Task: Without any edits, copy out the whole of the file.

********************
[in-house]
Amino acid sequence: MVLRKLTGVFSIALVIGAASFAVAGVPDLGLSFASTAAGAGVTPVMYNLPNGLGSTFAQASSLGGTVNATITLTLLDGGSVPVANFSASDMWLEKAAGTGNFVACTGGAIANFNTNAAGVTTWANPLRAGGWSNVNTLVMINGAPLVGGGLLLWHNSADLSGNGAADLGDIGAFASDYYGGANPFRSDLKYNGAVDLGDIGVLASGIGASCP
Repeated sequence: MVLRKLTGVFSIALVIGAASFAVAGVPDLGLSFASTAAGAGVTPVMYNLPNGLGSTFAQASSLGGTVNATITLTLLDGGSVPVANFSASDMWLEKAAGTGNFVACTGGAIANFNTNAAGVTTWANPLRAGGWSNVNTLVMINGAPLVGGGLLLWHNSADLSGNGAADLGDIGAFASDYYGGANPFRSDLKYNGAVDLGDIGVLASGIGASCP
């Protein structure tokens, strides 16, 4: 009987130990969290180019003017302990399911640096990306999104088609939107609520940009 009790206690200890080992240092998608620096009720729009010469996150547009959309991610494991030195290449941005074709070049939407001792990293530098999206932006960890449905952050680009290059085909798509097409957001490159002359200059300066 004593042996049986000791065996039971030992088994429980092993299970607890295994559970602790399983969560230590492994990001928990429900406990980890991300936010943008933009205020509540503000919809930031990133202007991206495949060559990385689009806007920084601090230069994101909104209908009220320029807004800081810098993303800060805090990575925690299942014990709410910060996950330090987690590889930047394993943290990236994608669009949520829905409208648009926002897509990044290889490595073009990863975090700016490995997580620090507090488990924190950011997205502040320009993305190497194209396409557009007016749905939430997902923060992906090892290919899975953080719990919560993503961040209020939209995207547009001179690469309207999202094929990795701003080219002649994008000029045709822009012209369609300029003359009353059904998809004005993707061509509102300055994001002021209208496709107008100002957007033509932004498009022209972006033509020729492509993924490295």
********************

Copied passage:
[in-house]
Amino acid sequence: MVLRKLTGVFSIALVIGAASFAVAGVPDLGLSFASTAAGAGVTPVMYNLPNGLGSTFAQASSLGGTVNATITLTLLDGGSVPVANFSASDMWLEKAAGTGNFVACTGGAIANFNTNAAGVTTWANPLRAGGWSNVNTLVMINGAPLVGGGLLLWHNSADLSGNGAADLGDIGAFASDYYGGANPFRSDLKYNGAVDLGDIGVLASGIGASCP
Repeated sequence: MVLRKLTGVFSIALVIGAASFAVAGVPDLGLSFASTAAGAGVTPVMYNLPNGLGSTFAQASSLGGTVNATITLTLLDGGSVPVANFSASDMWLEKAAGTGNFVACTGGAIANFNTNAAGVTTWANPLRAGGWSNVNTLVMINGAPLVGGGLLLWHNSADLSGNGAADLGDIGAFASDYYGGANPFRSDLKYNGAVDLGDIGVLASGIGASCP
């Protein structure tokens, strides 16, 4: 009987130990969290180019003017302990399911640096990306999104088609939107609520940009 009790206690200890080992240092998608620096009720729009010469996150547009959309991610494991030195290449941005074709070049939407001792990293530098999206932006960890449905952050680009290059085909798509097409957001490159002359200059300066 004593042996049986000791065996039971030992088994429980092993299970607890295994559970602790399983969560230590492994990001928990429900406990980890991300936010943008933009205020509540503000919809930031990133202007991206495949060559990385689009806007920084601090230069994101909104209908009220320029807004800081810098993303800060805090990575925690299942014990709410910060996950330090987690590889930047394993943290990236994608669009949520829905409208648009926002897509990044290889490595073009990863975090700016490995997580620090507090488990924190950011997205502040320009993305190497194209396409557009007016749905939430997902923060992906090892290919899975953080719990919560993503961040209020939209995207547009001179690469309207999202094929990795701003080219002649994008000029045709822009012209369609300029003359009353059904998809004005993707061509509102300055994001002021209208496709107008100002957007033509932004498009022209972006033509020729492509993924490295």